Chinese Investment in Brazil: An Overview of Shifting Trends
By Tania O'Conor
September 9, 2013
Over the past decade, the Brazilian economy has benefited immensely from the positive terms-of-trade shock driven in the last decade by China’s accession in the global economy. China’s appetite for commodities (e.g., iron ore, oil, soybeans, and meat products) resulted in an accumulated trade surplus for Brazil of approximately $23.3 billion from 2007 to 2012. Nevertheless, while trade grew quasi-exponentially, foreign direct investment (FDI) flows remained minimal over the past decade despite China’s government driven outward FDI push. This picture reversed dramatically in 2010 when Brazil received an unprecedented surge of $13.09 billion in Chinese FDI, according to a recent report by the China-Brazil Business Council (CBBC). Since then, sustained levels of Chinese investment across a range of sectors from natural resources to manufacturing to services have introduced an important dimension to the bilateral relationship.
In 2010, Chinese FDI in Brazil was concentrated in extractive industries and dominated by state owned enterprises (SOEs) eager to secure critical natural resources. While the speed and scale of these investments were unprecedented, the focus on resources was to be expected. Lacking sufficient domestic reserves of critical commodities and facing increasingly volatile prices, China’s SOEs have been investing in resource-rich countries around the world since the early 2000s. It was only in 2010 that six of China’s national champions including Sinopec, Sinochem and Wuhan Iron and Steel Group entered Brazil with the aim to expand and facilitate commodity exports.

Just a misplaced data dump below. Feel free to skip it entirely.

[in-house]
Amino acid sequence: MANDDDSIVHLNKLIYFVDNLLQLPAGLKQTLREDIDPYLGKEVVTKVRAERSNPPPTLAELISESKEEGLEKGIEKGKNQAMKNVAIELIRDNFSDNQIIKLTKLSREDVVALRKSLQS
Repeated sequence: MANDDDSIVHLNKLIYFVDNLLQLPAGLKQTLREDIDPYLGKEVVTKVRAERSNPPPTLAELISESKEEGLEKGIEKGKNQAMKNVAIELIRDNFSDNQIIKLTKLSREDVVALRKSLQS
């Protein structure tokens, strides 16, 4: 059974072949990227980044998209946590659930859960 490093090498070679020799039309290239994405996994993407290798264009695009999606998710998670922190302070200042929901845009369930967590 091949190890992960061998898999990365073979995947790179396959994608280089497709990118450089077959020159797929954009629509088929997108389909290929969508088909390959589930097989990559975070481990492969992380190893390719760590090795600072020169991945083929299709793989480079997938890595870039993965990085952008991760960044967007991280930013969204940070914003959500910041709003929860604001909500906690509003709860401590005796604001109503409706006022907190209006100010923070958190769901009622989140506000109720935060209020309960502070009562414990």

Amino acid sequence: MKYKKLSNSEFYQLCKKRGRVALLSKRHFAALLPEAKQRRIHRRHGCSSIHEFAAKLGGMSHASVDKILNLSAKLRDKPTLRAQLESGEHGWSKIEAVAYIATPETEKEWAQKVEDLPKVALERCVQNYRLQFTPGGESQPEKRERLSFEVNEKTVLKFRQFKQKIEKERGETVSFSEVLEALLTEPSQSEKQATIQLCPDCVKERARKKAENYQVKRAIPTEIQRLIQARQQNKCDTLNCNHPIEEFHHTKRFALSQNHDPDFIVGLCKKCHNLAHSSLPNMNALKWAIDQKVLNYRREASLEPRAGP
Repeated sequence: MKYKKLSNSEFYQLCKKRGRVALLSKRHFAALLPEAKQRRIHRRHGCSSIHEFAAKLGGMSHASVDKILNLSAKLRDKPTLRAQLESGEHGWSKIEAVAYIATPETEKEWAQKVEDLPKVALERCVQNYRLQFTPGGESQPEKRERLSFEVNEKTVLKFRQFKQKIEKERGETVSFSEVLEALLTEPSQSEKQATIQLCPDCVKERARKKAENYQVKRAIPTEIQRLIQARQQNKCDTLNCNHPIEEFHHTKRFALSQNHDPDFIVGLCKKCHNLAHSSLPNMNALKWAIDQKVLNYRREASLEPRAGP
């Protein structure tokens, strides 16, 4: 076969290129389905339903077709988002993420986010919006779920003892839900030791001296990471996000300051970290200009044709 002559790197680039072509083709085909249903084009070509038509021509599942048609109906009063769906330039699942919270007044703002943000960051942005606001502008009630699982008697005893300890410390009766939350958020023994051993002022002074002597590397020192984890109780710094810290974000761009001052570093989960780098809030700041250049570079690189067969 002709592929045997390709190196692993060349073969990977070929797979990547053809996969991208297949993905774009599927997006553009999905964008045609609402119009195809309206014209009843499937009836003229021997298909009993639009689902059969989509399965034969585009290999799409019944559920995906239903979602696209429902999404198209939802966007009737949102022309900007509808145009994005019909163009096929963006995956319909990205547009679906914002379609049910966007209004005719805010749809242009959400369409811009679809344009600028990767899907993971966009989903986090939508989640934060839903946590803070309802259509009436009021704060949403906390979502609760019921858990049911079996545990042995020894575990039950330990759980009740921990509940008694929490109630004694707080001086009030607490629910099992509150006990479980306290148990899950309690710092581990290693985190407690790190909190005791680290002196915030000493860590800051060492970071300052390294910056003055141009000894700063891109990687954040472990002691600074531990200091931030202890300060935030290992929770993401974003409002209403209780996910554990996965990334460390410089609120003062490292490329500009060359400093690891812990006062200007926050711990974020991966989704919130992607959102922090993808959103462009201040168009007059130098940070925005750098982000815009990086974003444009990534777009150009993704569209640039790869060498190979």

In addition, the financial turmoil in the West has created the opportunity for several Chinese SOEs to acquire strategic assets from mature but financially distressed European multinational enterprises (MNEs) with operations or assets in Brazil. For example, in 2010, Sinopec acquired a 40 percent share in the Brazilian arm of Spanish oil-and-gas company Repsol for $7.1 billion, while Sinochem purchased a 40 percent share in the Brazilian operations of Norwegian company Statoil for $3.07 billion.
Increased Chinese demand for food products has also motivated a handful of companies to announce investments in Brazil’s agricultural sector, including a few large-scale infrastructure projects. Most notably, in 2010 Chongqing Grain Group announced a $300 million investment for the construction of an industrial soy complex in northeast Brazil. While these announcements have incited fears of Chinese land grabs, most of the projects have yet to materialize.
Changing target industries
Since 2011, natural resource-seeking projects have been largely replaced by market-seeking investments in Brazil’s industrial and service sectors. This shift can be explained by a variety of factors. Uncertainty over new government regulations, including a new mining code that imposes stricter regulations and a recent interpretation of a land-purchasing law restricting foreign land acquisition, has deterred natural resource-seeking investment from Chinese SOEs.
On the other hand, Brazil’s large and expanding middle class, relatively well-developed industrial base and proximity to fast-growing markets has made it an attractive target for multinational companies aiming to establish themselves in Latin America. As a result, between 2011 and 2012, Chinese investments were primarily driven by the desire to take advantage of Brazil’s growing consumer base and market dynamism, as well as to establish an export platform for supplying manufactured goods and services to the rest of Latin America.